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Like all of these things, their site is very compelling, and promisses the world. I'm just wondering if anyone out there has actually purchased it, and whether or not they'd recommend it.
Any comments (pro or con) would be appreciated!
If you want to write great copy, read great copywriters. Study Leo Burnett, Neil French, Barb Nokes, Rosser Reeves, Bill Bernbach, Jim Durfee Ed McCabe and others.
Then write. Every day. Write an ad or an essay or a poem. Roll around in words. Drink them in, exhale sonnets, write pithy paragraphs. After you have written copy that you like, edit it. Remove words that don't work. Cut all the dead weight and then read it aloud. Edit it again after you remove the clunky phrases you noticed while reading it aloud.
For ad copy you want every word on the page to work. When the words sing, you're finished. Just make sure you haven't written an opera.
It also reinforced the concept of making every page sell.
It touched on word velocity, creating the right tone, email copy, barriers to customer service, length of copy, and the book gives a solid foundation of the basics of writing good copy.
Tedster and I were just having a discussion about unified voice/consistent copy over here. [webmasterworld.com]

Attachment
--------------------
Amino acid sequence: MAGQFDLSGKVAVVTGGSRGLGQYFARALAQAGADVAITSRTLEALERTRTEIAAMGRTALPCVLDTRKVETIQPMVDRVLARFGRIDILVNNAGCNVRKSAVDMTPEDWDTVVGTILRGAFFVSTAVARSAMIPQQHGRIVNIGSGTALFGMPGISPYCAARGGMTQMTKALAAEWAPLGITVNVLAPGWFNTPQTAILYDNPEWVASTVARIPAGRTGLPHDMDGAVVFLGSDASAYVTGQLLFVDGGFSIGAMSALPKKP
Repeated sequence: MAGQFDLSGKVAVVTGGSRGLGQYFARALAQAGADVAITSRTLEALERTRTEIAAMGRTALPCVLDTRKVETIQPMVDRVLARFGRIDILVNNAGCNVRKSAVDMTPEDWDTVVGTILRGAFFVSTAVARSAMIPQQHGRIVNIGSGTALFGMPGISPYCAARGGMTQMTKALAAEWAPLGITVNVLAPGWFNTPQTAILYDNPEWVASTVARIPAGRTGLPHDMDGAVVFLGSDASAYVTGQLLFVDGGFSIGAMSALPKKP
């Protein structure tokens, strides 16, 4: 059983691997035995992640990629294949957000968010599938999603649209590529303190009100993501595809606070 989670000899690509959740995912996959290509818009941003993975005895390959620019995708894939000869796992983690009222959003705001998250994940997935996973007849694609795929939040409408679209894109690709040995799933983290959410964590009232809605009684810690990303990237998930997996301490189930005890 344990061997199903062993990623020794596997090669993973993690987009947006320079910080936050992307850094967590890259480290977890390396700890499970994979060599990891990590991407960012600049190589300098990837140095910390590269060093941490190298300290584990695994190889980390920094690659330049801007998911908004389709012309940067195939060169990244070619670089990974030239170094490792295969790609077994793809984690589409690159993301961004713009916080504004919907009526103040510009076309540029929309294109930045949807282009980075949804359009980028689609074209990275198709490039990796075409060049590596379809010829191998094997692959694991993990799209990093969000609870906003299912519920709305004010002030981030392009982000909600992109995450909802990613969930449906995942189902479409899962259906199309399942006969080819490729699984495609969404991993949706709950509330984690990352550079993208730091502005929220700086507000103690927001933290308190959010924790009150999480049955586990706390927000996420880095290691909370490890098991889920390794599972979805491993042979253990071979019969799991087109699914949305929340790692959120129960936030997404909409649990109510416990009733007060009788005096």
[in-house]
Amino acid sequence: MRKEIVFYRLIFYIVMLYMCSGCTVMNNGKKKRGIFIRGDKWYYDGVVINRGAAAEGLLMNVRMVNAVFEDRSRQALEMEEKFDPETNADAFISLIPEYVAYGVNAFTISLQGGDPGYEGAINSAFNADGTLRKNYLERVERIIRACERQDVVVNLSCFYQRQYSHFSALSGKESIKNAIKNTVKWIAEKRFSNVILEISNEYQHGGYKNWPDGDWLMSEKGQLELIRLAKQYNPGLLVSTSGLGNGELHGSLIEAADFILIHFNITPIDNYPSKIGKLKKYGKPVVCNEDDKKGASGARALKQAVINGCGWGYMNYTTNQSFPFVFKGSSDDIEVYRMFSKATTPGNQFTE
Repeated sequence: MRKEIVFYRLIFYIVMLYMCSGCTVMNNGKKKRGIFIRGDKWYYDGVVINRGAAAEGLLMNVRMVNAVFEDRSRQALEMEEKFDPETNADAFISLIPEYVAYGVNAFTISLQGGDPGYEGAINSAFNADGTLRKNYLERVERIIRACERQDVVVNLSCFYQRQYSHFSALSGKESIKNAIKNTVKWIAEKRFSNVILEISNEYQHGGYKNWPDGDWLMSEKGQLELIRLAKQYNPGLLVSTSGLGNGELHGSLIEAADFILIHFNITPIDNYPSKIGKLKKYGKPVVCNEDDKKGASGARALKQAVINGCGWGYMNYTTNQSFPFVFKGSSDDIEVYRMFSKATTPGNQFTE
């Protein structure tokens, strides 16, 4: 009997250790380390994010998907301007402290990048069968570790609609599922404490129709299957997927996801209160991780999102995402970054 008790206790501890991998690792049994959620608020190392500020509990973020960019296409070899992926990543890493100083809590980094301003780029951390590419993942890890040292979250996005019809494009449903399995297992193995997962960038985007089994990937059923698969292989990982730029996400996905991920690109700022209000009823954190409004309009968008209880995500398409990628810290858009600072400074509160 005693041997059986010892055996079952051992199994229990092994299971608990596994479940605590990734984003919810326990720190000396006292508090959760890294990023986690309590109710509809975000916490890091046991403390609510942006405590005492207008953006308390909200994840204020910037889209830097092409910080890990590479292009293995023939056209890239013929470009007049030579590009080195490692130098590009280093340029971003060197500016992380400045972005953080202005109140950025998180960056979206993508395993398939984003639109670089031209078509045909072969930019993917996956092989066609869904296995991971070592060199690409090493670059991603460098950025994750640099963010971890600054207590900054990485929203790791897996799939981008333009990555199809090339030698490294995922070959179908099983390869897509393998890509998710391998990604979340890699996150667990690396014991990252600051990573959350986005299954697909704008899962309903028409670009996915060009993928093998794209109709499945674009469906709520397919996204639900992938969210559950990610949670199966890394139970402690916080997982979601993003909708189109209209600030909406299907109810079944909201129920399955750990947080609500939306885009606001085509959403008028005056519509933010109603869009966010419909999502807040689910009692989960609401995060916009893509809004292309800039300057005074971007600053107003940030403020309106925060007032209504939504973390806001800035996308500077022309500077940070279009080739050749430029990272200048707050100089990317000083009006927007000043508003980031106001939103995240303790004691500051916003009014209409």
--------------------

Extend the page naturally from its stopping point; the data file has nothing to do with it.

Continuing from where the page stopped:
However, I came back to the book several months later and was amazed at what I missed. This definitely is more of the art and philosophy of writing. It is about finding your own, unique voice in your writing and staying true to that voice across your website and e-mails.
As far as specific help with copywriting, I actually have enjoyed Yanik Silver's Ultimate Sales Letter Toolbox. It was a bonus when I purchased Instant Sales Letter. While I wasn't impressed with ISL, I feel like I got my money's worth with Toolbox.
Bly's book is pretty good, too. However, I think NetWords is probably the best place for you to start. If you want to see some samples of Nick's work, check out his column on www.clickz.com.
Best of luck!
We've all grown used to stupid corporate copy, slick and full of business cliche. Not only have we grown used to it, we grown used to ignoring it - or quick skimming if we think it might contain a nugget that we care about.
But Nick Usborne points us to a truth our ancestors never had to think about, because it was all they had -- communication is about people talking to people. An Inbox is a very personal space, and the more that email copy feels like a real person talking rather, than a Cliche Machine, the more effective it will be.
Web pages are not quite so personal as the Inbox, but the same principle applies. Does the copy feel like it comes from a real person, someone we could talk to and definitely from someone who is talking to US, rather than launching words into the ethers.
Here are some examples of the voices we want to avoid --
Now if you're Mr Common Sense you won't believe me when I tell you that I've got a little envelope here that can wash your car while you're driving at home to work.
-Firesign Theater (comedy troupe)
Enterprise engenderment accelerates initiative platforms, reducing staffing components, integration of technical accessibility, resulting in bottom line pluralisms, benefit-wise. Incidental re-sizing staff requirements through attrition can be accelerated by paridigm shifts and focusing on core suitability and cross-training.
-Business Nonsense Generator